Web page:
“I hope one day this thing is huge,” a young games journo tells me breathlessly. He wears a fedora and a pixel tie and I would peg him as not old enough to drink.
I frown. The kid has just finished bragging about “sneaking in” to his first E3 this summer, a so-called industry conference about which I have some pretty strong feelings. E3 is still not back up to its tottering pre-2007 top-heaviness but it’s still horrifically large, unsustainable in its girth and the inertia of its own technological obsolescence. I do not want IndieCade to ever resemble that.
Size means money and money means sponsorship. Sponsorship doesn’t always necessarily mean ideological compromise but it usually does, in my experience. There is nothing indie about product placement or branding. Even Sony’s rather subdued presence at IndieCade each year tends to make me a little uncomfortable, although I’ve started to adjust to it. But IndieCade is still not the place for trafficking hardware and million-dollar licenses. The best uses I saw for the trappings of mainstream gaming over the weekend used the technology as a medium for culture jamming, using the presentation of mass consumption against consumers.
IndieCade tends to be called the Sundance of videogames, but I prefer to think of it as gaming’s Burning Man: three days in the (surprisingly still baking) October sun in which board games and their pieces get ripped apart and reassembled, players get together for meatspace renditions of Frogger and artist-provocateurs like Johannes Grenzfurthner hold ad hoc massively multiplayer thumb war tournaments. Everyone keeps their shirt on and drug use is kept off-site (well, mostly, I presume) but otherwise, IndieCade runs on a very similar spirit of home-grown hippiedom part Maker Fair and part Gen Con. It does not need to be anything else.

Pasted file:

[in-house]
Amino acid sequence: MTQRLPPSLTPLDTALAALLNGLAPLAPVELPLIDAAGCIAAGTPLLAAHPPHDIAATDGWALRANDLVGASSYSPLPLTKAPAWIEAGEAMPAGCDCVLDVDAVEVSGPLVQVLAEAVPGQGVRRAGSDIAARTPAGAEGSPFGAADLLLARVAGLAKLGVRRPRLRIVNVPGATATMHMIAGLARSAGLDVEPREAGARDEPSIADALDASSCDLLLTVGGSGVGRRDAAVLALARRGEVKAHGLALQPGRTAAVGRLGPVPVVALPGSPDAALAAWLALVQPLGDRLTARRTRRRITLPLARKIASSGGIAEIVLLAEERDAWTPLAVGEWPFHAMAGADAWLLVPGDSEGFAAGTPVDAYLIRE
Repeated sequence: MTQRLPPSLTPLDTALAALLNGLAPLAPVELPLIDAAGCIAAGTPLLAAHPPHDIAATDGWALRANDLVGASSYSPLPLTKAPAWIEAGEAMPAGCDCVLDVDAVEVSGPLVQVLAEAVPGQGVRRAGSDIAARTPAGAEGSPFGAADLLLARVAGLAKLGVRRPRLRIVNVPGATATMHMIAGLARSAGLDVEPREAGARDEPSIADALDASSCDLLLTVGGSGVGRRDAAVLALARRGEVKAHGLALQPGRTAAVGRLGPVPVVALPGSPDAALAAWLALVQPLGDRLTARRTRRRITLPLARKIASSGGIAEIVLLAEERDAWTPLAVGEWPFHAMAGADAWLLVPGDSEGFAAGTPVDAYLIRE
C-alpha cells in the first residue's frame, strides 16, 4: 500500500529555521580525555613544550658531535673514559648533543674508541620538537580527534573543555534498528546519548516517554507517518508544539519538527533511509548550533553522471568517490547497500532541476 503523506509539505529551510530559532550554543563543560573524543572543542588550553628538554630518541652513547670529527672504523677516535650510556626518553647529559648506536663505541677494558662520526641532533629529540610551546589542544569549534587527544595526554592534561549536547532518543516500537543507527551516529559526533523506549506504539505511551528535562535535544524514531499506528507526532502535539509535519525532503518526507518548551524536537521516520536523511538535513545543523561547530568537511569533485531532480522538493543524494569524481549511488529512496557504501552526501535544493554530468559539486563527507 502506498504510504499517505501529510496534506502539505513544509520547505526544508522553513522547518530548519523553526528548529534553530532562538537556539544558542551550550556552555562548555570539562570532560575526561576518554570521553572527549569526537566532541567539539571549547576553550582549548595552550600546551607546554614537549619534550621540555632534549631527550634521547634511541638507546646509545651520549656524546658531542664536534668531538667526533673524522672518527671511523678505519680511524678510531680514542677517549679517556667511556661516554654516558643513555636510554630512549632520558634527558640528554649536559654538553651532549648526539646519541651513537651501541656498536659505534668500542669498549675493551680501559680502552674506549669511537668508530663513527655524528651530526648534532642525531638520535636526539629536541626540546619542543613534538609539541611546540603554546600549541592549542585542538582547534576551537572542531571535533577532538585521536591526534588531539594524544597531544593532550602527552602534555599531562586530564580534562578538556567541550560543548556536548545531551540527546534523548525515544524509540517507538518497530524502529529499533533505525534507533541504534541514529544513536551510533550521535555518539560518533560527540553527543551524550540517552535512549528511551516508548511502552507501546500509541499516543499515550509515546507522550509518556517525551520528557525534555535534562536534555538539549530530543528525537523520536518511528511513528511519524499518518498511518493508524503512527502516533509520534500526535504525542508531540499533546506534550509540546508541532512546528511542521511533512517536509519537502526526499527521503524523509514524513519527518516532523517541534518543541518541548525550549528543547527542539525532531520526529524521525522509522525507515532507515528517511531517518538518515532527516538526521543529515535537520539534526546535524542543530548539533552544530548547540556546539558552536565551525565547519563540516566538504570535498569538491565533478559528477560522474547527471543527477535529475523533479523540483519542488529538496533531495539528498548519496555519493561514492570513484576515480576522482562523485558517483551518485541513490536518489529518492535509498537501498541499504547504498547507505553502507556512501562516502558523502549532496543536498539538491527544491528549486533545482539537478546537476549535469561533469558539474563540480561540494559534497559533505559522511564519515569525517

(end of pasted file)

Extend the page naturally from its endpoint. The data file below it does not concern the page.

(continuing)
I try to explain my disagreement to the young journalist, who writes for a publication I’ve never heard of (no surprise, as there are infinitely more gaming blogs than one might ever happen upon, even if you’re in the business of happening upon unconsidered trifles, as I am) and he carries one of those NES controller print wallets you can buy at Hot Topic. “A bigger convention means a bigger backend,” I say. “It means more people and more bureaucracy and more opportunity for the people they’re trying to promote actually ending up marginalized.”
I don’t think he gets it or cares. He heard about IndieCade just a few days ago, so I admit I’m not terribly interested in how he thinks it could be improved. (Which it certainly can be. But that’s a discussion for another time, when we’re further away from wrapping up the year’s festival.) I am a bit troubled by the mental image of an unmanageably large IndieCade, an actual Sundance into which our AAA all-stars might swan in and offer their stamp of cultural legitimacy… Well, more than they already have. No, perish the thought.
So here is what I did this weekend.
On Friday I watched John Romero conduct a Q&A with Steve Russell, the developer of Spacewar! and thus, one of the principle forebearers of gaming’s modern military-industrial-entertainment complex, via its first phase of liberation amongst the academic elite. Then I saw Mattie Brice, whom we might consider games journalism’s first true socialite (also, queen and empress) hold a conversation with Christine Love about making an openly feminist game (which generated applause, and should not have, if only because making a feminist game should not seem in any way unusual, yet it is). Later in the afternoon I watched anna anthropy deliver a talk on the significance of queer games, elevating the term “queer” to deliberately highlight its meaning as other, as outside of normal, as inherently political, a theme Mattie had introduced as well and would continue as a leitmotif throughout the conference. I watched anna patiently weather the same tired questions from worried straight white cismen seeking anna’s stamp of approval for their well-meaning but dreadfully problematic liberalism.